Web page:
As a family favor, or perhaps out of guilt for not attending a funeral, I took on the task of “digitizing” my aunt’s autobiography. She wrote many journals during her life, but with ongoing heart problems she was fully aware in her early 50s that she had just a few years to live. And so she put together her most valued experiences and insights into one book.
She called it Clothes and Buttons.
To be honest, I didn’t really like the title. It sounded a little too simple and in conjured up images of homemade crafts and country cooking in my mind.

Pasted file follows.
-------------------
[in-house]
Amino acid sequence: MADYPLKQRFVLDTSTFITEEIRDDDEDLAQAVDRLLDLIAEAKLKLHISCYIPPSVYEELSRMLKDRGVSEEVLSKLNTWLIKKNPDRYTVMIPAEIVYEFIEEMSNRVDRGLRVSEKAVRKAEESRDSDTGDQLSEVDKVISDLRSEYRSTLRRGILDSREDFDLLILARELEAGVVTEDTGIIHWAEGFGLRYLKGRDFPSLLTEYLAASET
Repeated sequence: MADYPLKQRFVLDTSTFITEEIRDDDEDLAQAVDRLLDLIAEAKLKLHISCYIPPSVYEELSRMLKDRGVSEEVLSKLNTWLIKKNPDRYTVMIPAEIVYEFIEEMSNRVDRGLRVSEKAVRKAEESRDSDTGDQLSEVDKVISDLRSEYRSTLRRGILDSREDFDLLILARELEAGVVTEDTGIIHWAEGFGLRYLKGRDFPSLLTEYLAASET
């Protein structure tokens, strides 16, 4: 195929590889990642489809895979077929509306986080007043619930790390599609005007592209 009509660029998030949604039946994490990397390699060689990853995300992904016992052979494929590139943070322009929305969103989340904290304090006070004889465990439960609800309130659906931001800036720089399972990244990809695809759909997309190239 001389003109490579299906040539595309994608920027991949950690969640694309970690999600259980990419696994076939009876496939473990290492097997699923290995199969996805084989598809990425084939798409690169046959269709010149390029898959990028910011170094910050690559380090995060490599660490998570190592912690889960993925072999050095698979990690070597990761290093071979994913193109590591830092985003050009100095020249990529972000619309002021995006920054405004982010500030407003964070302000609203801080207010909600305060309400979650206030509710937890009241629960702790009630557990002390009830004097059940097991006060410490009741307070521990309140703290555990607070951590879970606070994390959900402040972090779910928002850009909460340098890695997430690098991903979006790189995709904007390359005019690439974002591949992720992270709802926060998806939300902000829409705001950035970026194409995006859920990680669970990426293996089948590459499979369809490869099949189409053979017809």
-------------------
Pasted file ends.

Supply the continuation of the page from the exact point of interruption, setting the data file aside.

It happens to be based upon a poem that she attributed to Mark Twain, and I respectfully withdrew my first impression after reading it. Take a second to read it below:
What a wee little part of a person’s life are his acts and his words! His real life is led in his head, and is known to none but himself. All day long, the mill of his brain is grinding, and his thoughts, not those other things, are his history. These are his life, and they are not written, and cannot be written. Every day would make a whole book of 80,000 words, 365 books a year. Biographies are but the clothes and buttons of the man – the biography of the man himself cannot be written. – Mark Twain –
Beautiful, isn’t it?